React.js + backend local development setup from easy to advanced

Alexander Hupfer
2 min readDec 11, 2020

10x your develoment speed with local testing.

Most people are probably using ngrok for webapp develpment and to expose their develpment server on localhost on a public https:// address. Commonly this is neccessary if the you want test a frontend based interaction with a 3rd party like Facebook-authentication. If you are not using this setup and are testing your code using a remote server (like I did), you should definitly try this as it is garanteed to 10x your development speed.

1. Basic use:

Let say we have react.js dev-server running on localhost with port 3000 (default for create-react-app). We can simply expose it on a public address using:

ngrok http 3000

This will set ngrok up with the following two tunnels:

Forwarding -> http://localhost:3000
Forwarding ->

This means we can now browse and the requests will be forwarded or tunneled to port 3000 on our local machine.

2. Basic use with backend server:

Now lets say our React fronend has some backend calls to our api. This means we want to have backend or api server running on port 5000. If you used create-react-app this can easily be enabled:

In your package.json located in the project directory add the following statement on the bottom:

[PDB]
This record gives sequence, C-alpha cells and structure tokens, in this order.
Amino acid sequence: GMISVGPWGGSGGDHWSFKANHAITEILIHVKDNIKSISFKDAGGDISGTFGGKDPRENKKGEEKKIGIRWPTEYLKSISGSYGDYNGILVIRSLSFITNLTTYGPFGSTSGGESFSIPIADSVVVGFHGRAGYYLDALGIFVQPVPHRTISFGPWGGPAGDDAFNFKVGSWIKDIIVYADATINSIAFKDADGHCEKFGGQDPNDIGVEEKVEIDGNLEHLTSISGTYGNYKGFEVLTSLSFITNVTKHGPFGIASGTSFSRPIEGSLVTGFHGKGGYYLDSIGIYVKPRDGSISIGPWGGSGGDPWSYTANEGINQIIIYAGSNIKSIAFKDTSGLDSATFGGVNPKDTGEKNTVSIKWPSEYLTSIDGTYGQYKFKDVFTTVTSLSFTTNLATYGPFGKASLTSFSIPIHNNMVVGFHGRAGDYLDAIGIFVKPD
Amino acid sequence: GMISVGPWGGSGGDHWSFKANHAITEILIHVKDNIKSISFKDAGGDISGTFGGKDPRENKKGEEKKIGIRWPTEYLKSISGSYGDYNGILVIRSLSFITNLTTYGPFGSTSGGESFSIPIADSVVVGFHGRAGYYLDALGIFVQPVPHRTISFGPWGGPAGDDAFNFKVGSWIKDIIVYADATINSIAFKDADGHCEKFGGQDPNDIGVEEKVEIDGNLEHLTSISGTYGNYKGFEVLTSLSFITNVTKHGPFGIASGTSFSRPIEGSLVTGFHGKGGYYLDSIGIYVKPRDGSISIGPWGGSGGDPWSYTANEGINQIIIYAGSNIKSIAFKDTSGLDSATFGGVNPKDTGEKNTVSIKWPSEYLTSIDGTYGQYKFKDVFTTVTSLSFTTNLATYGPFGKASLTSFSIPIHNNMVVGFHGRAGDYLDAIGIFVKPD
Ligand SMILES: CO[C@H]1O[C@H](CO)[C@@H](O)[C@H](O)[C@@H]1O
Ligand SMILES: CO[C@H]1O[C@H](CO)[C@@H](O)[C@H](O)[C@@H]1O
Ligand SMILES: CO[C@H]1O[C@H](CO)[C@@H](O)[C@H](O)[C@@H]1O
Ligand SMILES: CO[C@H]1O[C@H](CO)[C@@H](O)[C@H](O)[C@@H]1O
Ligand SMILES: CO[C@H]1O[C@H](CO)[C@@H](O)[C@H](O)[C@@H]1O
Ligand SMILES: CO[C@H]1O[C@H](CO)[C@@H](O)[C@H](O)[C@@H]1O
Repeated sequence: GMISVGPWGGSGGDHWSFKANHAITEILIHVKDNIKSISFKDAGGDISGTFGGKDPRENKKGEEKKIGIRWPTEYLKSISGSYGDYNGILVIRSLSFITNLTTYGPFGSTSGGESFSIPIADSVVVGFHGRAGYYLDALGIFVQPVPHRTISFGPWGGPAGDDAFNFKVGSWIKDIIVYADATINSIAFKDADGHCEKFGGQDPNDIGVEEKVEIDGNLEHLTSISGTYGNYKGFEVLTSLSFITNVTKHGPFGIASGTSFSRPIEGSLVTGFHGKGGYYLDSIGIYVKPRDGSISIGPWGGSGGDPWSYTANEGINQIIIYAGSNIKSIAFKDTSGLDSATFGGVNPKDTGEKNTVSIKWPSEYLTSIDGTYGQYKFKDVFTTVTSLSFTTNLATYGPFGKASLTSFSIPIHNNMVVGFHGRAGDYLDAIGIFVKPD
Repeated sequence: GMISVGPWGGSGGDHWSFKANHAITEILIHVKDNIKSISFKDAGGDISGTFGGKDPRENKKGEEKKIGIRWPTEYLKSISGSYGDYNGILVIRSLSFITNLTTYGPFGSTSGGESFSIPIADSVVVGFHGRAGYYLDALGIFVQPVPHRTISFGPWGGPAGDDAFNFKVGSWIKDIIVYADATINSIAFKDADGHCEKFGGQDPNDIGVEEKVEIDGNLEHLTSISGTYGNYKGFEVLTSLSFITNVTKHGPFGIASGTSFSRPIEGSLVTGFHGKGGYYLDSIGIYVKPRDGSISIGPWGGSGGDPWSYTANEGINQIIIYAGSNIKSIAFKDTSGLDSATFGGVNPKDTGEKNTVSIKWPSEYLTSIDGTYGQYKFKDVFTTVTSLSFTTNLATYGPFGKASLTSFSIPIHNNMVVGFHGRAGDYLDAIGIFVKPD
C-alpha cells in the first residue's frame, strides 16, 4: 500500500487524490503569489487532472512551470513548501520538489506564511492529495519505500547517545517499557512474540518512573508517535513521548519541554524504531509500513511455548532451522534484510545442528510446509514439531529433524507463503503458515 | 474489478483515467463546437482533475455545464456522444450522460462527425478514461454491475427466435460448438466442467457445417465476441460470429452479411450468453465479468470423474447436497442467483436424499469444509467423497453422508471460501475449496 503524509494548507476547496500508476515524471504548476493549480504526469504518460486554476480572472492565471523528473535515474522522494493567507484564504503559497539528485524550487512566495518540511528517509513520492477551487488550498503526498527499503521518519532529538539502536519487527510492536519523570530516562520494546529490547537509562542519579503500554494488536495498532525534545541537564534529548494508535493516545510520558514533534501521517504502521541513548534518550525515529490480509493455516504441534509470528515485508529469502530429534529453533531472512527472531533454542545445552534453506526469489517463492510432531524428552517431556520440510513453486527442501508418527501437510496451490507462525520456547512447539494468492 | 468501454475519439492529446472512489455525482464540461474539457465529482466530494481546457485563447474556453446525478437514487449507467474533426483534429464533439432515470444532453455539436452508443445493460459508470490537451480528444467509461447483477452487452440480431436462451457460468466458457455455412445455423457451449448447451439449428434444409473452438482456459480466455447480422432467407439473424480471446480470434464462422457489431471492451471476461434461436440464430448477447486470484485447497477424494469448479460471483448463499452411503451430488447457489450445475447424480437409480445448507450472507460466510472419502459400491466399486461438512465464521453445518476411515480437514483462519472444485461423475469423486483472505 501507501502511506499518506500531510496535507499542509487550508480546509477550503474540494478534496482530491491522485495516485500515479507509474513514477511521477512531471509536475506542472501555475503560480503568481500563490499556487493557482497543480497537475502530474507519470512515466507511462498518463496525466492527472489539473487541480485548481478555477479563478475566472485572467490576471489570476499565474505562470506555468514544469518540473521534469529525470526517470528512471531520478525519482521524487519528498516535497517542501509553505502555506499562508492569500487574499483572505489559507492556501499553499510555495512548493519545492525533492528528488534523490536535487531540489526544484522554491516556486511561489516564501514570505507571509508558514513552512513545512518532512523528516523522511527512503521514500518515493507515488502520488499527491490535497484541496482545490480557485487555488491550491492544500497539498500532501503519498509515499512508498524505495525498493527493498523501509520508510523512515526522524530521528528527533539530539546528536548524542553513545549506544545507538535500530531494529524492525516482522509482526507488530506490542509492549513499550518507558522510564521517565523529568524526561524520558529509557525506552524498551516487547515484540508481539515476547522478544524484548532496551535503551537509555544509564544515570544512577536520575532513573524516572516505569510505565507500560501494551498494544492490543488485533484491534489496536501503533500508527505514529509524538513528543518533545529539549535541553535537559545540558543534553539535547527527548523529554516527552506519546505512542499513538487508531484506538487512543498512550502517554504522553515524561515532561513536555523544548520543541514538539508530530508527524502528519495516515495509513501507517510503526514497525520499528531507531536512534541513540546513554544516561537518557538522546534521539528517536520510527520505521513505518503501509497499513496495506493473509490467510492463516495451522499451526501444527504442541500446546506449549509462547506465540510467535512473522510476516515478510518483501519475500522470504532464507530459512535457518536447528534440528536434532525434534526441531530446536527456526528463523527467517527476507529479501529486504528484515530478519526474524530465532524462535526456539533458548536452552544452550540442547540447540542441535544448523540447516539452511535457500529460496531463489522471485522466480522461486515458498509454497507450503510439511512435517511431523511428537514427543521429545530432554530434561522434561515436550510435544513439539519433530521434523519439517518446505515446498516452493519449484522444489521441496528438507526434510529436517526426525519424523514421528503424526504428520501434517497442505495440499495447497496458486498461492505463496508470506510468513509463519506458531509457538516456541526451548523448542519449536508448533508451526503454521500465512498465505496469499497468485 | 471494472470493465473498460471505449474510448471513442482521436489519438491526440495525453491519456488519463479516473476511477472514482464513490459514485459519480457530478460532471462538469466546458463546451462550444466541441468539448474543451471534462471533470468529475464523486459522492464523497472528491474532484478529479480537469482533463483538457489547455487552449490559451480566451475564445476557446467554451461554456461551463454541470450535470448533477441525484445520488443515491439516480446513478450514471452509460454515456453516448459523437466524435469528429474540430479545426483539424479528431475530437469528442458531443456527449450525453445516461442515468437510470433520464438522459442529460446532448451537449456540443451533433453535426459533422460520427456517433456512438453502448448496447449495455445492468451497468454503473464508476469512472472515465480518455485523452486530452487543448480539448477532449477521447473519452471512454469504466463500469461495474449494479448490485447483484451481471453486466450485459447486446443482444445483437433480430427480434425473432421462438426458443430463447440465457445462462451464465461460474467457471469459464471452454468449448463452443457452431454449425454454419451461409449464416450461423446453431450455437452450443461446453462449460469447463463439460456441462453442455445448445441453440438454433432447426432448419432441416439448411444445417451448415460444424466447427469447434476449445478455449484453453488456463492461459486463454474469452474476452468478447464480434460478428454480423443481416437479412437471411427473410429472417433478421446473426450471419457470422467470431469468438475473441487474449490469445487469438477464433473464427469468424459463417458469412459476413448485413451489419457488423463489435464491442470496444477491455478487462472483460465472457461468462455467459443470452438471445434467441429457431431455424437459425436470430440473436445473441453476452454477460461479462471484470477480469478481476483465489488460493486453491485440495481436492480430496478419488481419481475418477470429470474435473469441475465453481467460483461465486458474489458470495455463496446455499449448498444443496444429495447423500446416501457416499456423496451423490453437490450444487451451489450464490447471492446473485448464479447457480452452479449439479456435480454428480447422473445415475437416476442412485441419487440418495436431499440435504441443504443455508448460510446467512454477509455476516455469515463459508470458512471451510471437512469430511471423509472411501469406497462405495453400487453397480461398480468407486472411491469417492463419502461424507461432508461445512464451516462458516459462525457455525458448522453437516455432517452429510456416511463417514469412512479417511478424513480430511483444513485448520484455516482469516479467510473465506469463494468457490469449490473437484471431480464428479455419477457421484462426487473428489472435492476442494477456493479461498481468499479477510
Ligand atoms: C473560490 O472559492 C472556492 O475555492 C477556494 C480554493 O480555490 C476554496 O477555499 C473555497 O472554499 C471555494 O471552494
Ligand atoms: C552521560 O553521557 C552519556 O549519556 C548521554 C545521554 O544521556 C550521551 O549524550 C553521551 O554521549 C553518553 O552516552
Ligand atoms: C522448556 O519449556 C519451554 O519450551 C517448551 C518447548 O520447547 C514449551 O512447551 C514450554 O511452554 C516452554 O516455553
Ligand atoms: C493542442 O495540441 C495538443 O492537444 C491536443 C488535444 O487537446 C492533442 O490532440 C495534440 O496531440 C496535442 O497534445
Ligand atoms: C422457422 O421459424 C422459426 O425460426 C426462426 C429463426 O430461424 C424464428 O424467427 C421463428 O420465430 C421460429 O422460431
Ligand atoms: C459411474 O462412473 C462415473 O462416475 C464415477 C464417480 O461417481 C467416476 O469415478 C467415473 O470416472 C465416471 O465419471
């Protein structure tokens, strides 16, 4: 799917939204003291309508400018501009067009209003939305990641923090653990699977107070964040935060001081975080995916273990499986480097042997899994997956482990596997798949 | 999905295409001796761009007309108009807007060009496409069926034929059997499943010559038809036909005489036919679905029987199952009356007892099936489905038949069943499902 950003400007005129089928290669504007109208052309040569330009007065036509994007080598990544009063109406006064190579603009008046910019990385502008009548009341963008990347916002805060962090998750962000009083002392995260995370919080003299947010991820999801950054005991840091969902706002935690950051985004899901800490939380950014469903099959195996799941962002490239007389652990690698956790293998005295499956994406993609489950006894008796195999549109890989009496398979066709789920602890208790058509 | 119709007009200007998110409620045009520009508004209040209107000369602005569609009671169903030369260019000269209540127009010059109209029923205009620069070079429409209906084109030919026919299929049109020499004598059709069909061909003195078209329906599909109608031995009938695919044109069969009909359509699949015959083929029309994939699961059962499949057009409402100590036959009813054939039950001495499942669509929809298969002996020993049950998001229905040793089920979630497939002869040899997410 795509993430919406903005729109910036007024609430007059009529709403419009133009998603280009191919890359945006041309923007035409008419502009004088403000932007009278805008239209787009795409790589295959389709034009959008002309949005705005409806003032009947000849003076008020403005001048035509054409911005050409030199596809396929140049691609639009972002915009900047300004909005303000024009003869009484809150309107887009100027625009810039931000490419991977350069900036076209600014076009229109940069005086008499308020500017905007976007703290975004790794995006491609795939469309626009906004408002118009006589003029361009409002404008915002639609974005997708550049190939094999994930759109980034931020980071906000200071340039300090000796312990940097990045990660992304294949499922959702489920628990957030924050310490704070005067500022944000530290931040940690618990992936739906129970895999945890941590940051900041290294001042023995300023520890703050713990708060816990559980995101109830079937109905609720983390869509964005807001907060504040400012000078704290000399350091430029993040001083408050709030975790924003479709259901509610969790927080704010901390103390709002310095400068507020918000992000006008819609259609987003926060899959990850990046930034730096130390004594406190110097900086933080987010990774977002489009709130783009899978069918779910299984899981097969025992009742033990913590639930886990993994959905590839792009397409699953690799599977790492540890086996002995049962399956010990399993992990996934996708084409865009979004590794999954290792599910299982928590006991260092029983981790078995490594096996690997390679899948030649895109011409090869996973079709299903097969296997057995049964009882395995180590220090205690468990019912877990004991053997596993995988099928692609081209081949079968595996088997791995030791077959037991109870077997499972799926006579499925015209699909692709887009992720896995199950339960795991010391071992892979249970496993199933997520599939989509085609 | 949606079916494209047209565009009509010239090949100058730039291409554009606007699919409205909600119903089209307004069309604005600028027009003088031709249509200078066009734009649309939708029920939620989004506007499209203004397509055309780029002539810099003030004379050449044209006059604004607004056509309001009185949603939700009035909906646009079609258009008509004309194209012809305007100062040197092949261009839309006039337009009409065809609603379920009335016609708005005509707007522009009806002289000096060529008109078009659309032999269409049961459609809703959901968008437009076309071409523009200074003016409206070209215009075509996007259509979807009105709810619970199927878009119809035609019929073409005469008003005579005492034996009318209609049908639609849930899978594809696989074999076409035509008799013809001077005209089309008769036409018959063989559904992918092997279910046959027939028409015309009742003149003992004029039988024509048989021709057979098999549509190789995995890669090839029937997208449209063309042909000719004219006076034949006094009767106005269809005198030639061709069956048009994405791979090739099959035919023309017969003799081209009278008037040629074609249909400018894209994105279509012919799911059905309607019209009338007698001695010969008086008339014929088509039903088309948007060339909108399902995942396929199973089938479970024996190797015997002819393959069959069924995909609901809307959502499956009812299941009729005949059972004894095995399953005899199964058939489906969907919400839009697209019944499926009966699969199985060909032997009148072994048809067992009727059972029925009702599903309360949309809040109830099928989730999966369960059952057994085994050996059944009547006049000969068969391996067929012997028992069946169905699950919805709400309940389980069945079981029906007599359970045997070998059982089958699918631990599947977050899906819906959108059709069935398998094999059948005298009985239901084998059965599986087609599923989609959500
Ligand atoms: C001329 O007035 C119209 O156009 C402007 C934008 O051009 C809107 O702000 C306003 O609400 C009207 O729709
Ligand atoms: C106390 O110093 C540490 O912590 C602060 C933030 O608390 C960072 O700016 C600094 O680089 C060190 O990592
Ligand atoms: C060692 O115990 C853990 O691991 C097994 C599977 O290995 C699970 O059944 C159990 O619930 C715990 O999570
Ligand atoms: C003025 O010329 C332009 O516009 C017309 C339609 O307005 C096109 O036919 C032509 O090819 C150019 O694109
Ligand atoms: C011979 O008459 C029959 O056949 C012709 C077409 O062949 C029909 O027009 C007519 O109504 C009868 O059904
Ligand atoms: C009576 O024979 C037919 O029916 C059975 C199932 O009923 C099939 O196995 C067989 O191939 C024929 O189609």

"proxy": "http://localhost:5000"


Now if the React dev-server finds a request it doesn’t know it will forward this to port 5000. But if you use react-router this will run into issues. If your app uses a backend endpoint like and you use react-router-dom this will run into issues. The problem then is, that react-router will interpret /api as route and no calls to /api will ever reach our backend. So we need to find a way to sort out these calls before react-router can handle them. For this we will nginx:

3. Advanced useage with backend server

For this to work, we need to install nginx. Even though nginx is a very capable http server, we will not use it to server the request by itself, but we configure nginx as a router the forward or proxy requests to the appropiate development servers.

We can install nginx eg. using homebrew:

brew install nginx

Next we will set up two seperate location directives in nginx.conf (/usr/local/etc/nginx/nginx.conf on Mac):

server {  listen       8080;                   # Ngrok
server_name localhost;
location /api {
proxy_set_header Host $host;
proxy_pass http://localhost:5000; # Backend 1: Flask Dev Server
location / {
proxy_set_header Host $host;
proxy_pass http://localhost:3000; # Backend 2: React Dev Server

After we start nginx using


it will listen on port 8080 for incoming connections. In case the /api path is requested, these requests will be forwarded to port 5000, in this case where Flask is running. All other requests are forwarded to port 3000 where our React dev-server is listening.

Now we can start ngrok with port 8080 and our setup is completed:

ngrok http 8080

If you found this article helpful please share and leave a comment or suggestion.



Alexander Hupfer

Writing on SaaS entrepreneurship, building a SaaS business